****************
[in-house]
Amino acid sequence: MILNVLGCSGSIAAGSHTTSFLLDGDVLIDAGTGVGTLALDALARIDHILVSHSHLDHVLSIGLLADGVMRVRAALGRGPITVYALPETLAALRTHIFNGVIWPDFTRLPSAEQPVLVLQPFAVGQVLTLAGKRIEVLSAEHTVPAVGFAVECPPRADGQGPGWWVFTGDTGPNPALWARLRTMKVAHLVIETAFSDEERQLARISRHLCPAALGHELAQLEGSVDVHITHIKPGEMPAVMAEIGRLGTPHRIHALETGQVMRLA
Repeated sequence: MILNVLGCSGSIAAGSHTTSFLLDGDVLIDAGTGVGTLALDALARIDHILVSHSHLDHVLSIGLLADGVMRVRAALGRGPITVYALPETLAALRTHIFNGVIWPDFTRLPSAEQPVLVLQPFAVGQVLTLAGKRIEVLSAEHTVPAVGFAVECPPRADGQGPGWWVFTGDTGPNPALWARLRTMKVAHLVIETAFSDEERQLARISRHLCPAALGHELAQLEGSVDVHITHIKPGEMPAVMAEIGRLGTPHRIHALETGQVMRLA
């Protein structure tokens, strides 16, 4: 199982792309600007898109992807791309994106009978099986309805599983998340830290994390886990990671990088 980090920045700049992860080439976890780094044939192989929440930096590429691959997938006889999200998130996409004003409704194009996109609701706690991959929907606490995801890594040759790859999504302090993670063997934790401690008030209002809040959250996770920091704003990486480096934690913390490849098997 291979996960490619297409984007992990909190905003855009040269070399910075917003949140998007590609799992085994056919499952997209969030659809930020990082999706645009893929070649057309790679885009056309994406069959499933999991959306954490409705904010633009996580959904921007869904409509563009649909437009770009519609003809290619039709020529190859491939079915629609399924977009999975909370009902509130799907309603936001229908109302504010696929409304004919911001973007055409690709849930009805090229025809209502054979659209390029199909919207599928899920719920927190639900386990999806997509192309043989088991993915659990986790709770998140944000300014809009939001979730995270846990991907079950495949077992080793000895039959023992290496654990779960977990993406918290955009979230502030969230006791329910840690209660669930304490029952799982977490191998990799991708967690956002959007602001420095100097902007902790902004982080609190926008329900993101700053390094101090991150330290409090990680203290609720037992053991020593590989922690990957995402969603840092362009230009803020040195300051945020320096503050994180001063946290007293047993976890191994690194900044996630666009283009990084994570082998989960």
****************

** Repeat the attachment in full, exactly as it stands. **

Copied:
[in-house]
Amino acid sequence: MILNVLGCSGSIAAGSHTTSFLLDGDVLIDAGTGVGTLALDALARIDHILVSHSHLDHVLSIGLLADGVMRVRAALGRGPITVYALPETLAALRTHIFNGVIWPDFTRLPSAEQPVLVLQPFAVGQVLTLAGKRIEVLSAEHTVPAVGFAVECPPRADGQGPGWWVFTGDTGPNPALWARLRTMKVAHLVIETAFSDEERQLARISRHLCPAALGHELAQLEGSVDVHITHIKPGEMPAVMAEIGRLGTPHRIHALETGQVMRLA
Repeated sequence: MILNVLGCSGSIAAGSHTTSFLLDGDVLIDAGTGVGTLALDALARIDHILVSHSHLDHVLSIGLLADGVMRVRAALGRGPITVYALPETLAALRTHIFNGVIWPDFTRLPSAEQPVLVLQPFAVGQVLTLAGKRIEVLSAEHTVPAVGFAVECPPRADGQGPGWWVFTGDTGPNPALWARLRTMKVAHLVIETAFSDEERQLARISRHLCPAALGHELAQLEGSVDVHITHIKPGEMPAVMAEIGRLGTPHRIHALETGQVMRLA
């Protein structure tokens, strides 16, 4: 199982792309600007898109992807791309994106009978099986309805599983998340830290994390886990990671990088 980090920045700049992860080439976890780094044939192989929440930096590429691959997938006889999200998130996409004003409704194009996109609701706690991959929907606490995801890594040759790859999504302090993670063997934790401690008030209002809040959250996770920091704003990486480096934690913390490849098997 291979996960490619297409984007992990909190905003855009040269070399910075917003949140998007590609799992085994056919499952997209969030659809930020990082999706645009893929070649057309790679885009056309994406069959499933999991959306954490409705904010633009996580959904921007869904409509563009649909437009770009519609003809290619039709020529190859491939079915629609399924977009999975909370009902509130799907309603936001229908109302504010696929409304004919911001973007055409690709849930009805090229025809209502054979659209390029199909919207599928899920719920927190639900386990999806997509192309043989088991993915659990986790709770998140944000300014809009939001979730995270846990991907079950495949077992080793000895039959023992290496654990779960977990993406918290955009979230502030969230006791329910840690209660669930304490029952799982977490191998990799991708967690956002959007602001420095100097902007902790902004982080609190926008329900993101700053390094101090991150330290409090990680203290609720037992053991020593590989922690990957995402969603840092362009230009803020040195300051945020320096503050994180001063946290007293047993976890191994690194900044996630666009283009990084994570082998989960």